Dragon Quest VI ~The Dream World~ on Piano

[back cover]
Catalog Number: SRCL-2740 (reprint KICC-6328)
Released On: February 21, 1996 (reprint October 7, 2009)
Composed By: Koichi Sugiyama
Arranged By: Tsukasa Tawada
Published By: Sony Records (reprint King Records)
Recorded At: Unknown
Format: 1 CD
Buy this CD from Play-Asia

01 - Overture
02 - Intermezzo
03 - At the Palace
04 - In the Town
05 - Happy Humming
06 - Inviting Village
07 - Folk Dance
08 - Through the Field
09 - Wandering Through the Silence
10 - Another World
11 - Ocean Waves
12 - Flying Bed
13 - Pegasus
14 - Saint's Wreath
15 - Dungeons
16 - Frightening Dungeon
17 - Brave Fight
18 - Evil World
19 - Melancholy
20 - The Saint
21 - Devil's Tower
22 - Satan's Castle
23 - Last Dungeon
24 - Monsters
25 - Demon Combat
26 - Eternal Lullaby
Concert Arrange
27 - Overture
28 - Folk Dance
29 - Another World
30 - Eternal Lullaby
Total Time:

The Dragon Quest VI "on Piano" album featured new arrangements from, that's right, a new arranger. Tsukasa Tawada made a splash on the VGM scene in the mid-90s, and seemed to hit it off well with Sugiyama and other Enix staff. Tawada's arrangements are darker, more complex, and more decorative than his transpositional counterpart (who did the DQ I~V Piano arrangements).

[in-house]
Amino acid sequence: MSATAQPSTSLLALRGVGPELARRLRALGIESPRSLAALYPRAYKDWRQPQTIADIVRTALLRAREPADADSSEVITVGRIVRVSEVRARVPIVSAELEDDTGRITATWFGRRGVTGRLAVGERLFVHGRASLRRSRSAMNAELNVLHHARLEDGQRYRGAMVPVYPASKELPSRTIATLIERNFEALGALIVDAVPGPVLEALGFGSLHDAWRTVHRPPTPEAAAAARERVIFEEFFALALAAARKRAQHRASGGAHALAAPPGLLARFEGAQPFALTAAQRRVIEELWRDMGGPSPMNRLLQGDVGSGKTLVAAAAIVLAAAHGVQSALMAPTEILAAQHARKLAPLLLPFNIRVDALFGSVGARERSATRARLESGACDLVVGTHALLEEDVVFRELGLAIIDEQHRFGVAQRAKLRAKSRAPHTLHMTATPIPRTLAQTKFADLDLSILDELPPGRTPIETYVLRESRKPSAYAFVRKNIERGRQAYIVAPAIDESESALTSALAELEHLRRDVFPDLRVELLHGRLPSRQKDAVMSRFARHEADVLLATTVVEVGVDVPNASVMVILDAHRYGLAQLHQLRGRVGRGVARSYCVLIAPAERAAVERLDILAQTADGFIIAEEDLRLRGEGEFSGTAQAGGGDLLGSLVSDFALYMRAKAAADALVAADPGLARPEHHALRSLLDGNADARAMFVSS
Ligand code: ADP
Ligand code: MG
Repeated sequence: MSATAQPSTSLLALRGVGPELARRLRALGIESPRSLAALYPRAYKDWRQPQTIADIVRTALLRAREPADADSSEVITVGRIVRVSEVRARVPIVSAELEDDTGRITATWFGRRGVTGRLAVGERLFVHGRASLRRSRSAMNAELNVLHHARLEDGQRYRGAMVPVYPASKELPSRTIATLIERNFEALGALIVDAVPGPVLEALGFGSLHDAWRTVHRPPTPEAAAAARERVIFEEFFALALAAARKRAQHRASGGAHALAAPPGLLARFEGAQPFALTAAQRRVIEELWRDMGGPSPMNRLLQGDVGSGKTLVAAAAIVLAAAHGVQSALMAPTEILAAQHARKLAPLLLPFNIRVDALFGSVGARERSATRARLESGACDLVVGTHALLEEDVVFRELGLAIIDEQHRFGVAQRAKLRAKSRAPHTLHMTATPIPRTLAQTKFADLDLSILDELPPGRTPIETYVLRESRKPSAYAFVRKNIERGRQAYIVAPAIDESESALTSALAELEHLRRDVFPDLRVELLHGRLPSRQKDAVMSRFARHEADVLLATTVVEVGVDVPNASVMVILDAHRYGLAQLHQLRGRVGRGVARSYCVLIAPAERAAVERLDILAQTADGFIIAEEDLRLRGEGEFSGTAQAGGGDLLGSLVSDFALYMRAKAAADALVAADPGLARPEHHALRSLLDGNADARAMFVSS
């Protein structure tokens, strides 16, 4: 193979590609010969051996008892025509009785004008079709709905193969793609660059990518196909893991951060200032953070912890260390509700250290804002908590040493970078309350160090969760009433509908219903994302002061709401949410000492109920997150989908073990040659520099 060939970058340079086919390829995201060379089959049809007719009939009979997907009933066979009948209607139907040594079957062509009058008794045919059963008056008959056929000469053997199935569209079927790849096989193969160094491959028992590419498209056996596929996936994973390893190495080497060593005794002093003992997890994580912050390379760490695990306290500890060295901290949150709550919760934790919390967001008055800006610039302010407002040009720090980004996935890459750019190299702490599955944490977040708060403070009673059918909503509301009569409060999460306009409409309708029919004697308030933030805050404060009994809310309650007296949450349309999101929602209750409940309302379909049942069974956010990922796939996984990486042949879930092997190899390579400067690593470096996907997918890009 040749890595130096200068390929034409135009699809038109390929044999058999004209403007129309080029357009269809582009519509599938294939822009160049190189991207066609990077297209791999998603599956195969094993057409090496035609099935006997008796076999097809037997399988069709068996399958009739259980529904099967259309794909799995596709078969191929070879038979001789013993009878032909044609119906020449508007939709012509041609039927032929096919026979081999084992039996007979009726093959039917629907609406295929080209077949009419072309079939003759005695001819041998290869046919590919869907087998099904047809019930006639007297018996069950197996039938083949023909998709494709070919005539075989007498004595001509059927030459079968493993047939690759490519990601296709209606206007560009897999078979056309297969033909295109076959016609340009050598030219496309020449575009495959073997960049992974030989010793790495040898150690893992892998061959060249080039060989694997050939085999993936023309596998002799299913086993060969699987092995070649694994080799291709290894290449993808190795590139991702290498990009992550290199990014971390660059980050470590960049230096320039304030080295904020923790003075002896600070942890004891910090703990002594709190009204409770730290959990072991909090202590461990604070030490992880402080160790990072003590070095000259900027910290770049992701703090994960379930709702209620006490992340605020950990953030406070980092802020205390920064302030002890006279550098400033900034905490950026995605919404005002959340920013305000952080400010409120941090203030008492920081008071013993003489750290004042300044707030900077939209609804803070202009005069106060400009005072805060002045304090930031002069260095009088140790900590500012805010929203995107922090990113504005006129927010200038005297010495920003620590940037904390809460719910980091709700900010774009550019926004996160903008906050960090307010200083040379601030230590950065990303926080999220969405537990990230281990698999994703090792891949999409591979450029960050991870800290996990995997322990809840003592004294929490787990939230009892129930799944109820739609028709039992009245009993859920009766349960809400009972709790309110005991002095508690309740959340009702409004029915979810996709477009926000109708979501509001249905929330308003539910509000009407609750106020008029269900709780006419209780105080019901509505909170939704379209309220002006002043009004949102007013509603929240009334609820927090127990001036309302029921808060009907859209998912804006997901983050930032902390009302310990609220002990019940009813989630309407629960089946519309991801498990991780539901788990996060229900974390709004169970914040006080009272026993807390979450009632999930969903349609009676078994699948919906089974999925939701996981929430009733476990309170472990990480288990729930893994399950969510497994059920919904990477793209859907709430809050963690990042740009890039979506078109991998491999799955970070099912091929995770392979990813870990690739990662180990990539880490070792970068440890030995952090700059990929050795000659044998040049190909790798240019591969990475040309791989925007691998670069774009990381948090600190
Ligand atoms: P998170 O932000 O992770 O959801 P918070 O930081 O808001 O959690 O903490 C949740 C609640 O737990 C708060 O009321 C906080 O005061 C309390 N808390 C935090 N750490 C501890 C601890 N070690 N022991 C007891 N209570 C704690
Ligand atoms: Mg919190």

An observation about Dragon Quest VI, on the whole, is that the "standard" themes (which are all variations of the original eight tracks from DQI) aren't as memorable as you'd expect. Something about them feels...fleeting. "Through the Fields," for example, sounds beautiful, but the melody doesn't feel as strong as in other DQ titles.

To make up for the weaker songs in the "standard" selection, the song selection is rather vast. We have 26 songs, plus 4 additional arrangements for "concert piano" (in other words: better arrangements). Altogether, the album works, but there are individual tracks that simply failed to impress me. The "hit-or-miss" of this album annoyed me, but ultimately, I still enjoyed it.

If you're looking for more complex piano pieces for the Dragon Quest series, this may be the best. DQVII is also alright. If it's simplicity you want, you'll want to turn to the first five DQ games' arrangements. But you'll have none of them, truth be told, if you can't shop around. This is an old album, the sort that requires a good scouring to find (that is, unless you pick up the 2009 reprint).

Reviewed by: Patrick Gann